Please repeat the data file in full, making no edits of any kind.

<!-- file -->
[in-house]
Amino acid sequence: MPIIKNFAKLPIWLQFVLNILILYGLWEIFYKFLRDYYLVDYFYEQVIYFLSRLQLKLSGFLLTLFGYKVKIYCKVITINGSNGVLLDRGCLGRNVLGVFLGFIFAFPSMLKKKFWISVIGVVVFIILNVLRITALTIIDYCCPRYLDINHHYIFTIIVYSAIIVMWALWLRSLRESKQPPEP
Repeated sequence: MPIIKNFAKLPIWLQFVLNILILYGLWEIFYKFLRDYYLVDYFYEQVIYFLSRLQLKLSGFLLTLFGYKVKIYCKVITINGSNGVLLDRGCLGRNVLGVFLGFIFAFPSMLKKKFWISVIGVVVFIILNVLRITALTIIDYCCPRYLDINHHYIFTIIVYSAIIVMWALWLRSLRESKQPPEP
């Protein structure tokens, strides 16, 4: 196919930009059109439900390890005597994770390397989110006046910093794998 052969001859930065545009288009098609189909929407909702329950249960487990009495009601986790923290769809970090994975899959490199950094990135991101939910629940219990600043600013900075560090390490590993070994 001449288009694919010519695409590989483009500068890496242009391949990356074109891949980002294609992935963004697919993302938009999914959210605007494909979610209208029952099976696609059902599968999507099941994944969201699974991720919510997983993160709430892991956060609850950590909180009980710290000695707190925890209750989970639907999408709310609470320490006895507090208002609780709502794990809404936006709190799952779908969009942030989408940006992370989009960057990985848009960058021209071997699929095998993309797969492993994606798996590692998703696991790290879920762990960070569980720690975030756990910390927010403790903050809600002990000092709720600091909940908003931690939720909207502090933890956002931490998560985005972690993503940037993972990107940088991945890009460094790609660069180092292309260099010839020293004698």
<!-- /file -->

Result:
[in-house]
Amino acid sequence: MPIIKNFAKLPIWLQFVLNILILYGLWEIFYKFLRDYYLVDYFYEQVIYFLSRLQLKLSGFLLTLFGYKVKIYCKVITINGSNGVLLDRGCLGRNVLGVFLGFIFAFPSMLKKKFWISVIGVVVFIILNVLRITALTIIDYCCPRYLDINHHYIFTIIVYSAIIVMWALWLRSLRESKQPPEP
Repeated sequence: MPIIKNFAKLPIWLQFVLNILILYGLWEIFYKFLRDYYLVDYFYEQVIYFLSRLQLKLSGFLLTLFGYKVKIYCKVITINGSNGVLLDRGCLGRNVLGVFLGFIFAFPSMLKKKFWISVIGVVVFIILNVLRITALTIIDYCCPRYLDINHHYIFTIIVYSAIIVMWALWLRSLRESKQPPEP
């Protein structure tokens, strides 16, 4: 196919930009059109439900390890005597994770390397989110006046910093794998 052969001859930065545009288009098609189909929407909702329950249960487990009495009601986790923290769809970090994975899959490199950094990135991101939910629940219990600043600013900075560090390490590993070994 001449288009694919010519695409590989483009500068890496242009391949990356074109891949980002294609992935963004697919993302938009999914959210605007494909979610209208029952099976696609059902599968999507099941994944969201699974991720919510997983993160709430892991956060609850950590909180009980710290000695707190925890209750989970639907999408709310609470320490006895507090208002609780709502794990809404936006709190799952779908969009942030989408940006992370989009960057990985848009960058021209071997699929095998993309797969492993994606798996590692998703696991790290879920762990960070569980720690975030756990910390927010403790903050809600002990000092709720600091909940908003931690939720909207502090933890956002931490998560985005972690993503940037993972990107940088991945890009460094790609660069180092292309260099010839020293004698």